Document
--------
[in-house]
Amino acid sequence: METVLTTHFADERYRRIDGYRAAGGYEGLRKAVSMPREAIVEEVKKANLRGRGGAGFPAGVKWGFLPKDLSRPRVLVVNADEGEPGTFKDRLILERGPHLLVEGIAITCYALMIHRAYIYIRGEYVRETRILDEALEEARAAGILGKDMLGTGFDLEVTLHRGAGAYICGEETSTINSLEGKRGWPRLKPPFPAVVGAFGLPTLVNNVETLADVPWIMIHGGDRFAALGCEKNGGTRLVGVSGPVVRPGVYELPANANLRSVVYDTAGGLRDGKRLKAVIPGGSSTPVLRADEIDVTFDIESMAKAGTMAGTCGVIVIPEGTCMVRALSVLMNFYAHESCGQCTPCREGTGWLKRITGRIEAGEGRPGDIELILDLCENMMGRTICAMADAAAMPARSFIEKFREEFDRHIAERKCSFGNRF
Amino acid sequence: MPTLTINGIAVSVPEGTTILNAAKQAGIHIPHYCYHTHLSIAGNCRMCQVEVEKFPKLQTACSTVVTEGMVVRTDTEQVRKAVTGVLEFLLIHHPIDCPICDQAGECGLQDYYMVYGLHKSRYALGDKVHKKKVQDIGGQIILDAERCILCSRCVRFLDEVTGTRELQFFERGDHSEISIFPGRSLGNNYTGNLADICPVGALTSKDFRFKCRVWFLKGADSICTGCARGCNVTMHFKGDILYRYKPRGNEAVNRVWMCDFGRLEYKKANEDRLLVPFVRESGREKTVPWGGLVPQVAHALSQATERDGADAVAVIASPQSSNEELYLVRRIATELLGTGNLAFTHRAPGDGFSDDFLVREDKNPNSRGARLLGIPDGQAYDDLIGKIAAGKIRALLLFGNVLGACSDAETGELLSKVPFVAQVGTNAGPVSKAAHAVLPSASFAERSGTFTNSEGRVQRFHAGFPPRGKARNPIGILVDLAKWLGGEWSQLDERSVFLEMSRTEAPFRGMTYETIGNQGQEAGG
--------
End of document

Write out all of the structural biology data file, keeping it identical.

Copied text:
[in-house]
Amino acid sequence: METVLTTHFADERYRRIDGYRAAGGYEGLRKAVSMPREAIVEEVKKANLRGRGGAGFPAGVKWGFLPKDLSRPRVLVVNADEGEPGTFKDRLILERGPHLLVEGIAITCYALMIHRAYIYIRGEYVRETRILDEALEEARAAGILGKDMLGTGFDLEVTLHRGAGAYICGEETSTINSLEGKRGWPRLKPPFPAVVGAFGLPTLVNNVETLADVPWIMIHGGDRFAALGCEKNGGTRLVGVSGPVVRPGVYELPANANLRSVVYDTAGGLRDGKRLKAVIPGGSSTPVLRADEIDVTFDIESMAKAGTMAGTCGVIVIPEGTCMVRALSVLMNFYAHESCGQCTPCREGTGWLKRITGRIEAGEGRPGDIELILDLCENMMGRTICAMADAAAMPARSFIEKFREEFDRHIAERKCSFGNRF
Amino acid sequence: MPTLTINGIAVSVPEGTTILNAAKQAGIHIPHYCYHTHLSIAGNCRMCQVEVEKFPKLQTACSTVVTEGMVVRTDTEQVRKAVTGVLEFLLIHHPIDCPICDQAGECGLQDYYMVYGLHKSRYALGDKVHKKKVQDIGGQIILDAERCILCSRCVRFLDEVTGTRELQFFERGDHSEISIFPGRSLGNNYTGNLADICPVGALTSKDFRFKCRVWFLKGADSICTGCARGCNVTMHFKGDILYRYKPRGNEAVNRVWMCDFGRLEYKKANEDRLLVPFVRESGREKTVPWGGLVPQVAHALSQATERDGADAVAVIASPQSSNEELYLVRRIATELLGTGNLAFTHRAPGDGFSDDFLVREDKNPNSRGARLLGIPDGQAYDDLIGKIAAGKIRALLLFGNVLGACSDAETGELLSKVPFVAQVGTNAGPVSKAAHAVLPSASFAERSGTFTNSEGRVQRFHAGFPPRGKARNPIGILVDLAKWLGGEWSQLDERSVFLEMSRTEAPFRGMTYETIGNQGQEAGG